Using many parables like these, he spoke the word to them, so far as they were capable of understanding it. He would not speak to them except in parables, but he explained everything to his disciples when they were alone.
It is like a mustard seed which at the time of its sowing in the soil is the smallest of all the seeds on earth; yet once it is sown it grows into the biggest shrub of them all and puts out big branches so that the birds of the air can shelter in its shade
This week I saw firsthand, the tremendous power of the Holy Spirit as a force for good. Atlanta has been hit by one of the worst snowstorms on record. Roads are gridlocked, with freeways being reduced to parking lots. Schools have been closed with some children trapped, unable to return home. A state of emergency has been declared across Georgia, Alabama, Mississippi, Louisiana, North Carolina and South Carolina. There are stories all across the news of how people have spent the night in motionless cars and buses, shivering as Snowstorm Leon’s arctic blast blankets the South.
They say chaos brings out the worst in us and there are all sorts of examples of this, including today’s first reading from 2 Samuel. But I’d like to think that chaos also brings out the very best in us. Amidst the chaos, Michelle Sollicito, a woman in Marietta, Georgia reached out through Facebook to enable her friends to find help and shelter from the cold.
Sollicito’s Facebook page, ‘SnowedOutAtlanta, https://www.facebook.com/groups/397839673695382/ offered maps and chats so people who were stranded could connect with random strangers close to them and wait out the cold. Strangers started liking her page and latched on, offering up traffic updates play by play, so other people in the area could stay updated. Sollicito said she started the page as a way to help a friend’s husband link up to a friend of hers who happened to be near where his car had stalled. After that, the page just grew and grew. So far, ‘SnowedOutAtlanta’ has already clocked 49,245 followers and it’s still growing.
Through “SnowedOutAtlanta”, an elderly woman with cancer was able to receive help, a pregnant mother and her child found shelter, a man with a heart condition was able to get to the hospital and countless others who would otherwise have been left out in the cold have been connected with homes where they have found food and a roof over their heads. All it took was a single act of kindness to spark this wave of goodwill. If there is any doubt that there is good in the world, there’s no better proof than this.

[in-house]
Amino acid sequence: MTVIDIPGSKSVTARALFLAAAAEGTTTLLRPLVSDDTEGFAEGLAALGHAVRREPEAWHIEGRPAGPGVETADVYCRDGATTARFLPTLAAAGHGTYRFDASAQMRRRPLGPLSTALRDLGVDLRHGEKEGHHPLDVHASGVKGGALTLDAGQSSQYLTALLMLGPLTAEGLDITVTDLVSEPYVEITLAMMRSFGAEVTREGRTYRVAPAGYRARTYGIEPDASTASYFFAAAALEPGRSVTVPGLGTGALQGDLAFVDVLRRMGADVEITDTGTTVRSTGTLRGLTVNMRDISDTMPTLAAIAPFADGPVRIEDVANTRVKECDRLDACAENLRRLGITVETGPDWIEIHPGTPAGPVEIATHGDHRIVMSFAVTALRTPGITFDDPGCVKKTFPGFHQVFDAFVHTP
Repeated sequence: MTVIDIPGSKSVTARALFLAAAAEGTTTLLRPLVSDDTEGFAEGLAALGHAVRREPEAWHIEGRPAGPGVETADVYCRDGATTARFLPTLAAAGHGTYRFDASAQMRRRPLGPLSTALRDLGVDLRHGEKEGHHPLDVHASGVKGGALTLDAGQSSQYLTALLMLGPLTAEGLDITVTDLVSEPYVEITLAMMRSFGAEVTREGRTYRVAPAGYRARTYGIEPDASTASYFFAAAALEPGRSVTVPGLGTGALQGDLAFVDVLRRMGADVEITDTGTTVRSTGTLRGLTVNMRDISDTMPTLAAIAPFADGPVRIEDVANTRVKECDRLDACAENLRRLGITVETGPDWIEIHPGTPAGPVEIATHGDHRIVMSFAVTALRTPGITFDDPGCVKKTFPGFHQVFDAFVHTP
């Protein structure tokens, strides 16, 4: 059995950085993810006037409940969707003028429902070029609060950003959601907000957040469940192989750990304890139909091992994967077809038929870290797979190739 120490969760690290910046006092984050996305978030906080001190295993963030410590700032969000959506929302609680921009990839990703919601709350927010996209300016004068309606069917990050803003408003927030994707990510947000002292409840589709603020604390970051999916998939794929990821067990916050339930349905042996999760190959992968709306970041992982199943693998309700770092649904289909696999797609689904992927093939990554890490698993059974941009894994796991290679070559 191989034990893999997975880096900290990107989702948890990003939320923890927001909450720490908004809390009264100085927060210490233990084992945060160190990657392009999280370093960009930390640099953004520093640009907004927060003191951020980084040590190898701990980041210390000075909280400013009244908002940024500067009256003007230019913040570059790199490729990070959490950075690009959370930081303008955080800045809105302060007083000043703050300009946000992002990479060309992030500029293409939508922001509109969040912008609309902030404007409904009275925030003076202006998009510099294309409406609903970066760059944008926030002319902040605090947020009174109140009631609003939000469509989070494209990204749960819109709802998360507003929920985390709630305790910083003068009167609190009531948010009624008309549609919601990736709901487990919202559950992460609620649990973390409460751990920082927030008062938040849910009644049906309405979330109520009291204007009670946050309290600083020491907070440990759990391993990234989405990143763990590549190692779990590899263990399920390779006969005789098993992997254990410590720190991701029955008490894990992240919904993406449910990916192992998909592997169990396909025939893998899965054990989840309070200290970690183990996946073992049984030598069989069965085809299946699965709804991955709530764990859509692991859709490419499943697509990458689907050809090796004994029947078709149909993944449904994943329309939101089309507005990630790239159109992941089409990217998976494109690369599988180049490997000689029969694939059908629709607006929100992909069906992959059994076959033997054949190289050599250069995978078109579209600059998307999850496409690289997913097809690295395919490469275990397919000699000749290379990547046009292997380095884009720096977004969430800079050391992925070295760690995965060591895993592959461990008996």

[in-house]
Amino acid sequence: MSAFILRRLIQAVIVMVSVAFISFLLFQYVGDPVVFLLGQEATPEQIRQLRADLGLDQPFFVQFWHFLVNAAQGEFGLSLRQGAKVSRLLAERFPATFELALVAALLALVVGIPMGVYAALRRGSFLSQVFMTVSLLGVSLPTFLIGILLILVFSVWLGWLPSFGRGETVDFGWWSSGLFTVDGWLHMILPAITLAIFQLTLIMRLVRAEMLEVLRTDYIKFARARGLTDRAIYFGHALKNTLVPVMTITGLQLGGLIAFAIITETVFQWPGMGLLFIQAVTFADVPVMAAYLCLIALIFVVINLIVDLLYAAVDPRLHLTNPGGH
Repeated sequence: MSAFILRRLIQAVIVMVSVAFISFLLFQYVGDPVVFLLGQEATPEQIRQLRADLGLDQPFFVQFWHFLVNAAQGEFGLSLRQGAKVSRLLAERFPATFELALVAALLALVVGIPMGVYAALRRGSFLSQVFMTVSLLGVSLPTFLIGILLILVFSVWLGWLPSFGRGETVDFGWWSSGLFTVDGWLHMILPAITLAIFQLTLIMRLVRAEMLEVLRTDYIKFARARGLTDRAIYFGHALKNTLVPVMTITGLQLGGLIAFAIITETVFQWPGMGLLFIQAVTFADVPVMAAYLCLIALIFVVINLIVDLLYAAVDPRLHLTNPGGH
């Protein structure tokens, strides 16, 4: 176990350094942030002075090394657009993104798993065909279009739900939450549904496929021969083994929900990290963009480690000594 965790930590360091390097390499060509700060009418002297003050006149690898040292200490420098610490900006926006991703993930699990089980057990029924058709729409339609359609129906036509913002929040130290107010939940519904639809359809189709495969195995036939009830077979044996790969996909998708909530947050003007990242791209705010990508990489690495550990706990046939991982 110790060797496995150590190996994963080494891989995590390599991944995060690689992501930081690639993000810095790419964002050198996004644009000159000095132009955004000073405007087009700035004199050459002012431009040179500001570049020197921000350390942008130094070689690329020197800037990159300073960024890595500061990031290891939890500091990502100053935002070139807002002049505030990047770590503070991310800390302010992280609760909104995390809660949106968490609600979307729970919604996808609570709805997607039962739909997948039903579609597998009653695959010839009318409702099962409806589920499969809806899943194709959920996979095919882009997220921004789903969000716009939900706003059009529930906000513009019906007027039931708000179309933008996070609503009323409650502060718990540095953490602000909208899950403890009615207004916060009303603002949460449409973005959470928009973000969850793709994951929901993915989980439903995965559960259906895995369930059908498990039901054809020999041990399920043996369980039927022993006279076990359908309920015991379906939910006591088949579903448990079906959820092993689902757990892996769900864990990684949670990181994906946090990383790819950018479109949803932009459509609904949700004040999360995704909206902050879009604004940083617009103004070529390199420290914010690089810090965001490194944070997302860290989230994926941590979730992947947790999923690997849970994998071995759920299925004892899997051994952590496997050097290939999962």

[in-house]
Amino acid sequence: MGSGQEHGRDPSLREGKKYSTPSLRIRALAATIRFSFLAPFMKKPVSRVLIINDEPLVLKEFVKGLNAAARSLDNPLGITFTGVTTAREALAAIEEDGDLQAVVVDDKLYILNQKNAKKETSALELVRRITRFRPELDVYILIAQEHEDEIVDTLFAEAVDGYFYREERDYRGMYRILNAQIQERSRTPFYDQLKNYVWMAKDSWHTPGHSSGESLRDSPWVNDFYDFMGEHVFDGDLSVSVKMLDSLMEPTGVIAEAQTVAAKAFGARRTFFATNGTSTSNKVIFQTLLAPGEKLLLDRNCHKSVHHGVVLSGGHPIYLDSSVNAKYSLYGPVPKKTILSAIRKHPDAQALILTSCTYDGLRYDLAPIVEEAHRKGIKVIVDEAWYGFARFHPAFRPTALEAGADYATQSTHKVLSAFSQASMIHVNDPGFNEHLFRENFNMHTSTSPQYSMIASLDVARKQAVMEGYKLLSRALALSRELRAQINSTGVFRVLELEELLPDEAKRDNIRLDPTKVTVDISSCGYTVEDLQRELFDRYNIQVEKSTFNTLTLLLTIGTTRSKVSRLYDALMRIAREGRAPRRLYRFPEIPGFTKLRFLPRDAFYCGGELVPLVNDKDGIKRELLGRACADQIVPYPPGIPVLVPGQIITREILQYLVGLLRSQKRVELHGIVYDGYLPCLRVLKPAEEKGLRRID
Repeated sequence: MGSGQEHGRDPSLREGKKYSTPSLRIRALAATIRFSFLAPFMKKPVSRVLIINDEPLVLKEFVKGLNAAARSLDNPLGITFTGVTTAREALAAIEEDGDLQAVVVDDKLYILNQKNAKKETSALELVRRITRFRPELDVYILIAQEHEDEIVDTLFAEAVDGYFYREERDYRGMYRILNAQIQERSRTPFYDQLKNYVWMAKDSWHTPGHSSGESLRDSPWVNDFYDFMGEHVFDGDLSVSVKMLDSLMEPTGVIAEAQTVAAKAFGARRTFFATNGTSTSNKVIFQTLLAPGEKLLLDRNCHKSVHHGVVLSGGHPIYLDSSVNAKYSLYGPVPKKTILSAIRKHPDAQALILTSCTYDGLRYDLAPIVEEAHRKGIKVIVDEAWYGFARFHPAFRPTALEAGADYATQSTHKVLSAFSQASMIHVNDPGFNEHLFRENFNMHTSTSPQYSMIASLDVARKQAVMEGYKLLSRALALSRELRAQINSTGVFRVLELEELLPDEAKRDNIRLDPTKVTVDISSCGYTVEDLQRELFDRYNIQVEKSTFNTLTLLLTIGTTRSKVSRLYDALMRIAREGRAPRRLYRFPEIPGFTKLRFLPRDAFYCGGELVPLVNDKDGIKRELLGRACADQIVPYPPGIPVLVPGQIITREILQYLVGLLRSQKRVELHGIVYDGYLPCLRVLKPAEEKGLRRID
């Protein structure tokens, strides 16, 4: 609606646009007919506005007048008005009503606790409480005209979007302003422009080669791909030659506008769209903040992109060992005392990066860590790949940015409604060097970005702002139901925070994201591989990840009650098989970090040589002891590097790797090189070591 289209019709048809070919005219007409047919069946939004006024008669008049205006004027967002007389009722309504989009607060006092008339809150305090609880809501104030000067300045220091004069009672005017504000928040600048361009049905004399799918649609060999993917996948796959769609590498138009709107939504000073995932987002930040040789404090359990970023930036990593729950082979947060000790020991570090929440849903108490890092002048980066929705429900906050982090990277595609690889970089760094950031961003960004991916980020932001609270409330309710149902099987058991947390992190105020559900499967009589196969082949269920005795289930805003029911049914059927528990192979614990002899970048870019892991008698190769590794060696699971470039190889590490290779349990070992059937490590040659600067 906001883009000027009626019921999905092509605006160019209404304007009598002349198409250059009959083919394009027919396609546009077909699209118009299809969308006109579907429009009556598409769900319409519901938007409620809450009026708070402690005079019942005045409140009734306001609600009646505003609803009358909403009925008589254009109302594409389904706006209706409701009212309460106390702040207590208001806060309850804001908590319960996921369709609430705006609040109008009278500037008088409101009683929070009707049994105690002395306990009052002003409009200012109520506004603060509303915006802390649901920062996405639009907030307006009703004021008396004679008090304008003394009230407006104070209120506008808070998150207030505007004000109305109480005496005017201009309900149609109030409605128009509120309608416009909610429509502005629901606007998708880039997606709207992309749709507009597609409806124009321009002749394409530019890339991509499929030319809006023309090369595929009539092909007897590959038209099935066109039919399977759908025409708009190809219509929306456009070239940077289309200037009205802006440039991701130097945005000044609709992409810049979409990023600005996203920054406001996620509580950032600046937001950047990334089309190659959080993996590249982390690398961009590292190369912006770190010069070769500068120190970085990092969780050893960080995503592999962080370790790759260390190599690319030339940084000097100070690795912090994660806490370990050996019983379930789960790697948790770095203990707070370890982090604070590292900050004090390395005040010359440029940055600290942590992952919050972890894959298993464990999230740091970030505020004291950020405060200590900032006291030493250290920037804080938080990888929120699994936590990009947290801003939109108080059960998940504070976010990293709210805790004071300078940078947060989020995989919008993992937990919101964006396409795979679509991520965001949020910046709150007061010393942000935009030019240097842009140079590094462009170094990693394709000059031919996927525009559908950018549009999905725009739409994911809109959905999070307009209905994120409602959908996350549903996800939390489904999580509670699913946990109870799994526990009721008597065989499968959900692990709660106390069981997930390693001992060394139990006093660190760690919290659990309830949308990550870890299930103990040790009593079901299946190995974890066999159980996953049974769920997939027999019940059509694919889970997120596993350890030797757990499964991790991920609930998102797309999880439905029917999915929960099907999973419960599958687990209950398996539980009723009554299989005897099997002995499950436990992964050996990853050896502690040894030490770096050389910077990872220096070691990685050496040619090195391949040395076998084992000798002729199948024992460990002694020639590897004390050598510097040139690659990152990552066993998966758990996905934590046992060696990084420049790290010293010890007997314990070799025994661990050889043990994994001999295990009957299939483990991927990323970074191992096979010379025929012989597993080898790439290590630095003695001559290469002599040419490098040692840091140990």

Last Sunday, we saw Jesus proclaiming, ‘Repent, for the kingdom of heaven is at hand’ (Matt 4:17) and we wondered, what if the kingdom of heaven is already here, in the form of people reaching out in love and generosity. Michelle Sollicito sowed a small seed of kindness and it grew into a mighty Facebook tree, offering hope to the lost, the cold and the hungry. Her page has become a community of people whose only agenda is to offer whatever assistance they can. We often think the kindness we can do is so small it isn’t likely to make a difference. But it makes a difference if even one person is touched by it. Stories like these renew our faith in the community of believers. Stories like these remind us of the power of purpose. Stories like these affirm that “…if on earth two of you are united in asking for anything, it will be granted to you by my heavenly Father. For where two or three are gathered in my Name, I am there among them” (Matt 18:19-20). Let us give thanks today for the Michelle Solicittos of this world and the community of believers to which we belong. Chaos really can bring out the best in us.
(Today’s OXYGEN by Sharon Soo)
Prayer: We pray for all those who have been hit by Snowstorm Leon. We pray they find shelter, food, water, warmth and love as they tough out the cold.
Thanksgiving: We give thanks for the all those who have so generously offered their energy and their time to the people of the South.